Archive for February, 2009

Lesson 4 – Free Choice

Lesson 4 draftUsing the principles we’ve learned, we could do anything we wanted. I wanted to try a more minimalist approach and geometric solids as subject matter – this is my second draft. The first one was “rearranged”. I’ve chosen this particular palette because of a challenge for a small group I belong to: use shades of grey and one additional color. So, what do you think? Comments welcome.

Lesson 3 – fold, spindle, mutilate

lesson 3The main challenge of lesson three was to use 3D elements: to pleat, roll, braid, gather, drape – all the sorts of things that are unique to working with fabric.

I struggled a bit with this one. I made some cool medallions that I really liked and some textured fabrics, but I just couldn’t make them work. I was trying to do geometric shapes and for some reason I had selected a bunch of values of orange, a real departure for me. I was bored and frustrated with the way it all was not coming together. So I bagged the idea of geometric shapes, cut up my textured fabric to make dirt and a table. The medallions turned into fiddle heads and I chose a lighter valued background so they would show up better. I had done some green pieces for something else and liked what they brought to the project color wise. So I cut out a green pot and added some dimension. Now all I need are ants.

Everything is just pinned on here. I hope to get some things sewn down at some point but I’m behind for lesson 4. I’ll set this aside for now.

“Three Pears”

I’ve finished the fruit still life. It is all hand stitched with large stitches to create texture as well as hold the layers together. Some of the stitching is in contrasting colors of embroidery floss; some was matched to the fabric so it would disappear.

Three Pears

Still life

Along with spoon carving, I’ve been taking an on-line art quilt class on still life. The teacher is Pamela Allen, an award winning and very creative artist who lives in Canada. What I especially like is that she is well trained in fine art and was a painter for 20 years before she discovered fabric. b&w still lifeShe brings a wealth of fine art knowledge and principles to the class as well as lots of wonderful encouragement.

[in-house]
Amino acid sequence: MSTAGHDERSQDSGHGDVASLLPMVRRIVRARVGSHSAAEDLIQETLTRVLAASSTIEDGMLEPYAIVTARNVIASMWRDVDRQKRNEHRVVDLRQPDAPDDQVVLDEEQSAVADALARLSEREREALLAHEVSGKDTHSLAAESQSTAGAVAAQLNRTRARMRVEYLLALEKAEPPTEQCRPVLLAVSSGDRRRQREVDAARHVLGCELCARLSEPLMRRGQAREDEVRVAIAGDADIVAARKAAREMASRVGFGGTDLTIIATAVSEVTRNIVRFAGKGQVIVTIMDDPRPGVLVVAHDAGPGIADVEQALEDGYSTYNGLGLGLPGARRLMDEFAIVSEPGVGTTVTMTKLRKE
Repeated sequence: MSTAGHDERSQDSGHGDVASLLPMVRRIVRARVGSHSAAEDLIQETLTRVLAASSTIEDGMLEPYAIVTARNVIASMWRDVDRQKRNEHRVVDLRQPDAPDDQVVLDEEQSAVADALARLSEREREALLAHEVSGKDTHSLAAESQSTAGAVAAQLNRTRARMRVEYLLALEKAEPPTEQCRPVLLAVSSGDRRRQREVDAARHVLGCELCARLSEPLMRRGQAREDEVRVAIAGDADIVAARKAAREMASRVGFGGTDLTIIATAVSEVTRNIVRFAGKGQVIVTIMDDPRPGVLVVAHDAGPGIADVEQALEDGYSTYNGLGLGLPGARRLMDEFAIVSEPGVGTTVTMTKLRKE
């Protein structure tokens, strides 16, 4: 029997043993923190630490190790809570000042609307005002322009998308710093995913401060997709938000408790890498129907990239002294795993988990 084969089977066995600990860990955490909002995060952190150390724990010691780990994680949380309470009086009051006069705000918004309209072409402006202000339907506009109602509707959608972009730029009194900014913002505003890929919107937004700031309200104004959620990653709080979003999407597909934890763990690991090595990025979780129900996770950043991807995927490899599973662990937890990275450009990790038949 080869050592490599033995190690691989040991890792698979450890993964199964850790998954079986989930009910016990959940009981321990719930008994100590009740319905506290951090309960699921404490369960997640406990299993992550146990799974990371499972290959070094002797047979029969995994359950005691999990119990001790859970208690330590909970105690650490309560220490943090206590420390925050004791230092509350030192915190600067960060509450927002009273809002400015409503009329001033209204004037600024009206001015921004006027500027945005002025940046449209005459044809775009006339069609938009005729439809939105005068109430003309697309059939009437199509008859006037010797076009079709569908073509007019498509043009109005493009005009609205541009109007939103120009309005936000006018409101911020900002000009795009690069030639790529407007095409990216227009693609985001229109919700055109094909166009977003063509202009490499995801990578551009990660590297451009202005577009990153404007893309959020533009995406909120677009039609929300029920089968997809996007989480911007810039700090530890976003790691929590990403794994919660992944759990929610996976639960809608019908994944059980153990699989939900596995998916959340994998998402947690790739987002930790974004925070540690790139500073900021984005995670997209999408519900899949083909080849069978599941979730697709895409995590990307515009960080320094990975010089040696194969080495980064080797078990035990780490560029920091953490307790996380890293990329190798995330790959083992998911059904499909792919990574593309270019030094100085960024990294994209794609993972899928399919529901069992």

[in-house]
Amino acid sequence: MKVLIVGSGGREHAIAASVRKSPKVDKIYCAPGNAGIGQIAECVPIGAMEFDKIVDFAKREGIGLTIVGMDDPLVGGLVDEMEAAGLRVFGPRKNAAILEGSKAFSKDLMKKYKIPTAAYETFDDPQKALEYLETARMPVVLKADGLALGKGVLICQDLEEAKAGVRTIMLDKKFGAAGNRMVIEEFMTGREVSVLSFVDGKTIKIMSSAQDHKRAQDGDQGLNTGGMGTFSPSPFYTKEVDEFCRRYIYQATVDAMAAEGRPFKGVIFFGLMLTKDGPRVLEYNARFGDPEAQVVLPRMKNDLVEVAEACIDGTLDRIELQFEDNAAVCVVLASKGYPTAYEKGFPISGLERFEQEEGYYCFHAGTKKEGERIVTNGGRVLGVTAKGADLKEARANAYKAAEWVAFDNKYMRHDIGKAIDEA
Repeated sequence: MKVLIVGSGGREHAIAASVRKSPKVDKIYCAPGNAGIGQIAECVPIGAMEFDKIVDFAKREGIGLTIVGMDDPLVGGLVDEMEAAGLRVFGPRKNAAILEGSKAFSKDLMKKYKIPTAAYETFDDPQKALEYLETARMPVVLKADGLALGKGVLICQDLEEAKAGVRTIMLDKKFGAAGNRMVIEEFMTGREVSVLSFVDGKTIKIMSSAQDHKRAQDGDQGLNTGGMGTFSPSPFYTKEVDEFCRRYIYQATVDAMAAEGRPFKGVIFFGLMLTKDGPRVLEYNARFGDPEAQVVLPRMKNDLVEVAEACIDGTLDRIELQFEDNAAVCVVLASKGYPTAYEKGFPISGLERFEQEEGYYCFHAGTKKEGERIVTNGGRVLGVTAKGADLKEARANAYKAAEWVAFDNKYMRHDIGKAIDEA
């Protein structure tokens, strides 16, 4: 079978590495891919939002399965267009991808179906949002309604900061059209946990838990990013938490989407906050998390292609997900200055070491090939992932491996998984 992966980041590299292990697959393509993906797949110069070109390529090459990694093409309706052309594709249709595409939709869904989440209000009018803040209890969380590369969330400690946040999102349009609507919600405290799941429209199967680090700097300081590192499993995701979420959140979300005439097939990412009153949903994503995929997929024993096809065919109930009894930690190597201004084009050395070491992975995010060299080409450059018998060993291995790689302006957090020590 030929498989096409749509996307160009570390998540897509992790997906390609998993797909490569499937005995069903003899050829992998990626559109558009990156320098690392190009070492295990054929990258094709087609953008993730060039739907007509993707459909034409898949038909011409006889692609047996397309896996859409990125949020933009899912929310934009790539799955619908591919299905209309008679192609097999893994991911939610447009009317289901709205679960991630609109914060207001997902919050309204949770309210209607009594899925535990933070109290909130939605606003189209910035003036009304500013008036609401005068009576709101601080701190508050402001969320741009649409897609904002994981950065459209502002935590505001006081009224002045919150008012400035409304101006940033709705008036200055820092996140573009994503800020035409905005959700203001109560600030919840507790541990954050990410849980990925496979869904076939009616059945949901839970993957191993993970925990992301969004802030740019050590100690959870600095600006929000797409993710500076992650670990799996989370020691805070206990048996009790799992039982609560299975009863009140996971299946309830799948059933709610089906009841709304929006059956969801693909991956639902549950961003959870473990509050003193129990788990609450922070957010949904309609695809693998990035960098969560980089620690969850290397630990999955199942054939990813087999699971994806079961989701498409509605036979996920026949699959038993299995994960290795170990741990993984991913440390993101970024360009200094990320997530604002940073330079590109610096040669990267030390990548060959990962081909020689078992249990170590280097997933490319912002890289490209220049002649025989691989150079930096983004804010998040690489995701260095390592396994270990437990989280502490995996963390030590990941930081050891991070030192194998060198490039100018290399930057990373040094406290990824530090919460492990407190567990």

The first week, our assignment was to work in black and white prints to make a still life. Pamela critiqued our first attempts and made suggestions. We reworked areas that needed it and brought it back to the table for more critique. Here is my work in progress. I’ve started stitching but not until after this photo was taken. I’ve set it aside for now to work on week 2.

stripes still lifeThis week we were to choose grayed colors that were stripes or strong linear designs and use the stripes to give contour to our still life. I’m just about ready to do some stitching on this one too before I have to set it aside for week 3.

We’ve also been doing some critiquing of several fine art pieces, interpreting leaves from paintings as well as other small exercises in using patterned fabric to interpret fruit or flowers or whatever. This has been a stretching class so far and I’m looking forward to the next two weeks. It’s a great way to pass the wintry days.

Spoons

dscn0098I haven’t posted in a while but I’ve been busy. I took a three week spoon carving class and here is a picture of everyone’s work after the third week’s class. My three include the the half finished one with the braided handle and the two to the left of it. None of my spoons is actually finished. They need sanding and finishing.

If you’ve ever done this, you know it takes a toll on your thumbs and hands. And of course, sharp tools make it so much more enjoyable. It was truly fun to do and I’m still working on the braided handle and heart top. The teachers were a couple from Maple Wing Gallery in Bellows Falls, VT, Erin and Hillaire. They brought wood and tools to share and lots of encouragement. And you can see that there were some pretty creative folks in the class.


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